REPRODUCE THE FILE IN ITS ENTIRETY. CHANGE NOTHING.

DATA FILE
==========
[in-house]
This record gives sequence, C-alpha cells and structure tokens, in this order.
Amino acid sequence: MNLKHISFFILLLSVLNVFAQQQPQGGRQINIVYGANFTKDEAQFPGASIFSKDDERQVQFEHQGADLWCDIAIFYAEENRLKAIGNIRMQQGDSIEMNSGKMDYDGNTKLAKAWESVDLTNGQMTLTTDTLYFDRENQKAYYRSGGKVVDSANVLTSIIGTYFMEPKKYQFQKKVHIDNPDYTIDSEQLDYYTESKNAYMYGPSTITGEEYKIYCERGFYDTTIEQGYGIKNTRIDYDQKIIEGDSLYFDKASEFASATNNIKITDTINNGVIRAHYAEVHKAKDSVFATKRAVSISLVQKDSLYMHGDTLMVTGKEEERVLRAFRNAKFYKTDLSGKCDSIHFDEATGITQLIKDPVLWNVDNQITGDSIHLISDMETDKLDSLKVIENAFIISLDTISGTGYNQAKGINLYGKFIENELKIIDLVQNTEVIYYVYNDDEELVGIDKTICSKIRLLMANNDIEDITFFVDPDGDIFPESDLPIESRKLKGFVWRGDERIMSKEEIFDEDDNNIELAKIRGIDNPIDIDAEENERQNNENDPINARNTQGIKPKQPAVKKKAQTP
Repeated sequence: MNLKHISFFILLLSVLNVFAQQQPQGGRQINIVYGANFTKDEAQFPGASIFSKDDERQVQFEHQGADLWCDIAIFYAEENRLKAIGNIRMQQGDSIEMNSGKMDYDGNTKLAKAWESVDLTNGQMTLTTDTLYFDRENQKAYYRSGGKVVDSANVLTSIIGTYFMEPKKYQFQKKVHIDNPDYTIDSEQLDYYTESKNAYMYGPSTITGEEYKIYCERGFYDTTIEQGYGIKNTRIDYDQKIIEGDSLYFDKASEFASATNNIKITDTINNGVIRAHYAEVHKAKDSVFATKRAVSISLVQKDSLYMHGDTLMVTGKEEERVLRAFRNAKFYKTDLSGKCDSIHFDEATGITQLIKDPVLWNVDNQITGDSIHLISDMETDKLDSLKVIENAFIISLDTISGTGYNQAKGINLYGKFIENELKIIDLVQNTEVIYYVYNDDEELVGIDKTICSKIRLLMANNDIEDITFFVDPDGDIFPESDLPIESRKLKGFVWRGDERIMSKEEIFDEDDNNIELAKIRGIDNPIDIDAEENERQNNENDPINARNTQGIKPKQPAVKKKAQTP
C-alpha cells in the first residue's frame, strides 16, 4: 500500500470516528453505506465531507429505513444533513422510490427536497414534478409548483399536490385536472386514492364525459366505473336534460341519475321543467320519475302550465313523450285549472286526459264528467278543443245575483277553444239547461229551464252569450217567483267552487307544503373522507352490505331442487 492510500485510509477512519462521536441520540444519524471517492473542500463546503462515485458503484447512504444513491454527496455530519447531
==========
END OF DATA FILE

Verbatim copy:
[in-house]
This record gives sequence, C-alpha cells and structure tokens, in this order.
Amino acid sequence: MNLKHISFFILLLSVLNVFAQQQPQGGRQINIVYGANFTKDEAQFPGASIFSKDDERQVQFEHQGADLWCDIAIFYAEENRLKAIGNIRMQQGDSIEMNSGKMDYDGNTKLAKAWESVDLTNGQMTLTTDTLYFDRENQKAYYRSGGKVVDSANVLTSIIGTYFMEPKKYQFQKKVHIDNPDYTIDSEQLDYYTESKNAYMYGPSTITGEEYKIYCERGFYDTTIEQGYGIKNTRIDYDQKIIEGDSLYFDKASEFASATNNIKITDTINNGVIRAHYAEVHKAKDSVFATKRAVSISLVQKDSLYMHGDTLMVTGKEEERVLRAFRNAKFYKTDLSGKCDSIHFDEATGITQLIKDPVLWNVDNQITGDSIHLISDMETDKLDSLKVIENAFIISLDTISGTGYNQAKGINLYGKFIENELKIIDLVQNTEVIYYVYNDDEELVGIDKTICSKIRLLMANNDIEDITFFVDPDGDIFPESDLPIESRKLKGFVWRGDERIMSKEEIFDEDDNNIELAKIRGIDNPIDIDAEENERQNNENDPINARNTQGIKPKQPAVKKKAQTP
Repeated sequence: MNLKHISFFILLLSVLNVFAQQQPQGGRQINIVYGANFTKDEAQFPGASIFSKDDERQVQFEHQGADLWCDIAIFYAEENRLKAIGNIRMQQGDSIEMNSGKMDYDGNTKLAKAWESVDLTNGQMTLTTDTLYFDRENQKAYYRSGGKVVDSANVLTSIIGTYFMEPKKYQFQKKVHIDNPDYTIDSEQLDYYTESKNAYMYGPSTITGEEYKIYCERGFYDTTIEQGYGIKNTRIDYDQKIIEGDSLYFDKASEFASATNNIKITDTINNGVIRAHYAEVHKAKDSVFATKRAVSISLVQKDSLYMHGDTLMVTGKEEERVLRAFRNAKFYKTDLSGKCDSIHFDEATGITQLIKDPVLWNVDNQITGDSIHLISDMETDKLDSLKVIENAFIISLDTISGTGYNQAKGINLYGKFIENELKIIDLVQNTEVIYYVYNDDEELVGIDKTICSKIRLLMANNDIEDITFFVDPDGDIFPESDLPIESRKLKGFVWRGDERIMSKEEIFDEDDNNIELAKIRGIDNPIDIDAEENERQNNENDPINARNTQGIKPKQPAVKKKAQTP
C-alpha cells in the first residue's frame, strides 16, 4: 500500500470516528453505506465531507429505513444533513422510490427536497414534478409548483399536490385536472386514492364525459366505473336534460341519475321543467320519475302550465313523450285549472286526459264528467278543443245575483277553444239547461229551464252569450217567483267552487307544503373522507352490505331442487 492510500485510509477512519462521536441520540444519524471517492473542500463546503462515485458503484447512504444513491454527496455530519447531